The body responsible for promoting beef and lamb in New Zealand and regulating the country’s quality mark for these products has called for “urgent changes” to prevent whole farms being sold into forestry.
Beef and Lamb New Zealand (B+LNZ) released a report last week on whether changes were needed to the country’s Emissions Trading Scheme (ETS) as it relates to the beef and lamb sectors.
It follows the closing of a consultation the New Zealand government ran on the design and functioning of its ETS.
The B+LNZ-commissioned report highlighted concern with the current ETS model over the scale at which whole farms are being sold for forestry, while impeding farmers’ ability to diversify through forestry.
Sam McIvor, B+LNZ’s chief executive, commented: “B+LNZ has long argued that action needs to address the scale and pace of whole farms being sold into forestry as a result of the increasing carbon price and the resulting effects on rural communities.
He added: “Many farmers also see opportunities to grow their income from carbon revenue from on-farm planting as part of diversifying their farm systems, so there needs to be a balance found in the policy settings.
The report said that a combination of short-term and long term changes are needed to New Zealand’s ETS.
Particularly, the report calls for changes to the ‘permanent’ category of the ETS, as it can be more quickly reformed and, without limits placed on planting, this could be a category that drives significant land-use change to the ETS.
“One of the main changes to the permanent category of the ETS [the report] proposes is excluding exotic plantings except in certain circumstances. It notes that, in future, however, further changes to the ETS that target other categories are likely to be required,” McIvor said.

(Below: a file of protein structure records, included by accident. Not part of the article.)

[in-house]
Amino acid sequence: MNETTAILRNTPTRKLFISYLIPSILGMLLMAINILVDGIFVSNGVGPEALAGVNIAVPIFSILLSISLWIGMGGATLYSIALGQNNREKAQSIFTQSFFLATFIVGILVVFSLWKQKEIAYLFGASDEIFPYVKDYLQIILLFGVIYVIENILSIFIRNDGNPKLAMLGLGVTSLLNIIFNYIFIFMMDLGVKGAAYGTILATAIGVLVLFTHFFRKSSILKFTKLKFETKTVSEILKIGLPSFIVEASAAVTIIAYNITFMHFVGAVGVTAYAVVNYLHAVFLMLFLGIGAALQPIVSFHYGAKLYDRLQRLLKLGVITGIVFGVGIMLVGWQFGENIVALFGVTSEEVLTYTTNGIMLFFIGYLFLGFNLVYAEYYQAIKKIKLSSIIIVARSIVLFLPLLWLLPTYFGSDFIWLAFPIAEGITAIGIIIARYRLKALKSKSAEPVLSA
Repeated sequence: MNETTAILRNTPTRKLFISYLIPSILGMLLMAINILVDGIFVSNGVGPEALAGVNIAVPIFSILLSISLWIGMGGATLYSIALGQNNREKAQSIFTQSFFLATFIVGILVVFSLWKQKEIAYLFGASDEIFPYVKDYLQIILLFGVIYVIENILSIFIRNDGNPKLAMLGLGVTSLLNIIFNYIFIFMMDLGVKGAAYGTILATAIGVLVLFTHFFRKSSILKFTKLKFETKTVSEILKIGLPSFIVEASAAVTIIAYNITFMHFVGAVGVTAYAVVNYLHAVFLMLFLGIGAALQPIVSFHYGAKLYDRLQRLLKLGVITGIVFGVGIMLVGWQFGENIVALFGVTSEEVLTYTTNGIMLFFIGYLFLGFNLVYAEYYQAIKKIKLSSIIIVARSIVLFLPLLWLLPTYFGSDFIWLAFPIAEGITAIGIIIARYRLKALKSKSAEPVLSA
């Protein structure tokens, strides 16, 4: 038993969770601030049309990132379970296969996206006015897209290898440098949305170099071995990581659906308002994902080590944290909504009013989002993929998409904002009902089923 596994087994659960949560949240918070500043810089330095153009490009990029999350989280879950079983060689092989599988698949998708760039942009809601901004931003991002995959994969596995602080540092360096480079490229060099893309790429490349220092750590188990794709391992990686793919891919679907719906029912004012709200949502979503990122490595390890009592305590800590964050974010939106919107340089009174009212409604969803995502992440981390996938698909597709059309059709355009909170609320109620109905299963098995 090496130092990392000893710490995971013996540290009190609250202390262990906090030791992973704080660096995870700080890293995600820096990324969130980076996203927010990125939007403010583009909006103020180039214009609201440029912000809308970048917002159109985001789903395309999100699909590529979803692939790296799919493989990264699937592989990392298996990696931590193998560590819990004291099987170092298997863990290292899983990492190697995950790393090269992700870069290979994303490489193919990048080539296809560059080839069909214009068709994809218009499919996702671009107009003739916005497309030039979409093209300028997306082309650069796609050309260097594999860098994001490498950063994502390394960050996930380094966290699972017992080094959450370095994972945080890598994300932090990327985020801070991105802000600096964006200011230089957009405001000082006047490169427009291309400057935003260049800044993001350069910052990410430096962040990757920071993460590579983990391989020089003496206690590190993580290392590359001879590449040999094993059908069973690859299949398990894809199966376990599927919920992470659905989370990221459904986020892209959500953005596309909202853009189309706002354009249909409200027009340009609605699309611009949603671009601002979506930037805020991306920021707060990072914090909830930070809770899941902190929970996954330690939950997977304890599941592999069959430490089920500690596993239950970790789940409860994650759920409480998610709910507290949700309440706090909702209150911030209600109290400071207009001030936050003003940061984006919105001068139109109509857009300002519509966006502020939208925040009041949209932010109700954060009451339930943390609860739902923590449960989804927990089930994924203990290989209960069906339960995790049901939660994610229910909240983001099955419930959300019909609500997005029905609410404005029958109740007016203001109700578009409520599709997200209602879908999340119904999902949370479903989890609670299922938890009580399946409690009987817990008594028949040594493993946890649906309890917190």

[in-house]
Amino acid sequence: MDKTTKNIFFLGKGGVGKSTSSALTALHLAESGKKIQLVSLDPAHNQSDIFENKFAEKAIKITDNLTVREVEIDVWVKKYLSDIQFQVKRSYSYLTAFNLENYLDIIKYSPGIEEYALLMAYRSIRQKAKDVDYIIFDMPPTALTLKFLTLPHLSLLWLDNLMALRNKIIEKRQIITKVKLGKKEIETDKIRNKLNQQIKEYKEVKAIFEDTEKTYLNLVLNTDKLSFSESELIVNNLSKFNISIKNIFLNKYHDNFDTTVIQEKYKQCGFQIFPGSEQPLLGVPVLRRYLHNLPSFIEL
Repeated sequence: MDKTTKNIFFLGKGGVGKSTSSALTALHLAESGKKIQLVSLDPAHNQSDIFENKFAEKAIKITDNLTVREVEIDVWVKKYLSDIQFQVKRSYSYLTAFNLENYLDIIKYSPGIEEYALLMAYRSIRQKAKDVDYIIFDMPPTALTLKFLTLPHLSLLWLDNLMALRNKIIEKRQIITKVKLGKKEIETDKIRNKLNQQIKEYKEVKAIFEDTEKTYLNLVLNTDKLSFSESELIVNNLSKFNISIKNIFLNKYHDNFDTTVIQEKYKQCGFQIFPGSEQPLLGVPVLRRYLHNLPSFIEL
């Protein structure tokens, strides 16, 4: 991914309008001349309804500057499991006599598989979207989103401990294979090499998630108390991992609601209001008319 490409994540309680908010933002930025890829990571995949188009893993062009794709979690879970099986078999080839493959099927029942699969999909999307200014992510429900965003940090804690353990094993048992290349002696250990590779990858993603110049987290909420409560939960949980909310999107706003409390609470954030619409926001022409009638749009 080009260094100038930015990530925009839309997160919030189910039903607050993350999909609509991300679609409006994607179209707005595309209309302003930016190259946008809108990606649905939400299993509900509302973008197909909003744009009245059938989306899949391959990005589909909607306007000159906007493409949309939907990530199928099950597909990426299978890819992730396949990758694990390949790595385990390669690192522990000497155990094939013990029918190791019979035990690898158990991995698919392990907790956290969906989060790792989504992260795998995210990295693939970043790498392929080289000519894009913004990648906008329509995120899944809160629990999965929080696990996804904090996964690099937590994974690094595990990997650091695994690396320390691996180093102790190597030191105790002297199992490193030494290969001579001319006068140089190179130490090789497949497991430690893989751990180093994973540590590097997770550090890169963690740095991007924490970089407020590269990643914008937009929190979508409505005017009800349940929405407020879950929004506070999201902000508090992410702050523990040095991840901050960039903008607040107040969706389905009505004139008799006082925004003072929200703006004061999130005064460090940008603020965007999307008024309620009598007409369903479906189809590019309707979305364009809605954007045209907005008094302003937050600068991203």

According to the B+LNZ chief executive, the report is “another example of growing consensus on the need for policy changes to address the issue of wholesale land-use change”.
“The scale and pace of land use change we are currently seeing is far more than what is recommended by the Climate Change Commission and will have a negative impact on rural communities, food production and export income, which affects all New Zealanders,” he commented.
The beef and lamb promotion body is also concerned with the current rules regarding the use of forestry to offset fossil fuel emissions.
McIvor said: “New Zealand is one of the only countries in the world that allows fossil fuel emitters to offset 100% of their emissions.
He added: “Forestry offsets are a key component of a scheme designed to enable our country to meet emissions-reduction targets set in legislation. But they are a tool that must be managed in a way that enables sustainable and equitable social, economic, and environmental outcomes for generations to come.”